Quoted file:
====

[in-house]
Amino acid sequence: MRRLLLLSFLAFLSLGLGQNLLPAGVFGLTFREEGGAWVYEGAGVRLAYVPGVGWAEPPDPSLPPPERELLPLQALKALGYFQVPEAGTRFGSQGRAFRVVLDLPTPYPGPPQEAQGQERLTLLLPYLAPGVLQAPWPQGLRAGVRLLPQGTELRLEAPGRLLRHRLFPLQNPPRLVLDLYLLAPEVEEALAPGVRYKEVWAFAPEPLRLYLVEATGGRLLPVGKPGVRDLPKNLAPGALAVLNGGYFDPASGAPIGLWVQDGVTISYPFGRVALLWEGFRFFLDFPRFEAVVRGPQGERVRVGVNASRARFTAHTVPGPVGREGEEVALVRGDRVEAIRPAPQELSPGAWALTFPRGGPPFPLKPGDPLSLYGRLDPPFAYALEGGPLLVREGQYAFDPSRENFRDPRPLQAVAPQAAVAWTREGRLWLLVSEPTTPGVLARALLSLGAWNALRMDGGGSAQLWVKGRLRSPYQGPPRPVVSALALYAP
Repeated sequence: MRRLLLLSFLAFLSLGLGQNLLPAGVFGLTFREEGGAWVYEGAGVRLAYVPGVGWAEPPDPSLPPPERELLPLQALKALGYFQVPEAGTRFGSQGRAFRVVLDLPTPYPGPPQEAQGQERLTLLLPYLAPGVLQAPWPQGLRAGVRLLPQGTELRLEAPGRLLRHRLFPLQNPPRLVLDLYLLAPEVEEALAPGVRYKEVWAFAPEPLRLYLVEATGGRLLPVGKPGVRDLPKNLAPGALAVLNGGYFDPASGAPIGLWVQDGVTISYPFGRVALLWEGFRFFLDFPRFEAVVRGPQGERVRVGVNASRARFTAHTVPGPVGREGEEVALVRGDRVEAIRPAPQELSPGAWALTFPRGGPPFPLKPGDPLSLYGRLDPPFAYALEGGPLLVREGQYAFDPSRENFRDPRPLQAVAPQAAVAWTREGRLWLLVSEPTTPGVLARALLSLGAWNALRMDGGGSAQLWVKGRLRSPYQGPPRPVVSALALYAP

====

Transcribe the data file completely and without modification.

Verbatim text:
[in-house]
Amino acid sequence: MRRLLLLSFLAFLSLGLGQNLLPAGVFGLTFREEGGAWVYEGAGVRLAYVPGVGWAEPPDPSLPPPERELLPLQALKALGYFQVPEAGTRFGSQGRAFRVVLDLPTPYPGPPQEAQGQERLTLLLPYLAPGVLQAPWPQGLRAGVRLLPQGTELRLEAPGRLLRHRLFPLQNPPRLVLDLYLLAPEVEEALAPGVRYKEVWAFAPEPLRLYLVEATGGRLLPVGKPGVRDLPKNLAPGALAVLNGGYFDPASGAPIGLWVQDGVTISYPFGRVALLWEGFRFFLDFPRFEAVVRGPQGERVRVGVNASRARFTAHTVPGPVGREGEEVALVRGDRVEAIRPAPQELSPGAWALTFPRGGPPFPLKPGDPLSLYGRLDPPFAYALEGGPLLVREGQYAFDPSRENFRDPRPLQAVAPQAAVAWTREGRLWLLVSEPTTPGVLARALLSLGAWNALRMDGGGSAQLWVKGRLRSPYQGPPRPVVSALALYAP
Repeated sequence: MRRLLLLSFLAFLSLGLGQNLLPAGVFGLTFREEGGAWVYEGAGVRLAYVPGVGWAEPPDPSLPPPERELLPLQALKALGYFQVPEAGTRFGSQGRAFRVVLDLPTPYPGPPQEAQGQERLTLLLPYLAPGVLQAPWPQGLRAGVRLLPQGTELRLEAPGRLLRHRLFPLQNPPRLVLDLYLLAPEVEEALAPGVRYKEVWAFAPEPLRLYLVEATGGRLLPVGKPGVRDLPKNLAPGALAVLNGGYFDPASGAPIGLWVQDGVTISYPFGRVALLWEGFRFFLDFPRFEAVVRGPQGERVRVGVNASRARFTAHTVPGPVGREGEEVALVRGDRVEAIRPAPQELSPGAWALTFPRGGPPFPLKPGDPLSLYGRLDPPFAYALEGGPLLVREGQYAFDPSRENFRDPRPLQAVAPQAAVAWTREGRLWLLVSEPTTPGVLARALLSLGAWNALRMDGGGSAQLWVKGRLRSPYQGPPRPVVSALALYAP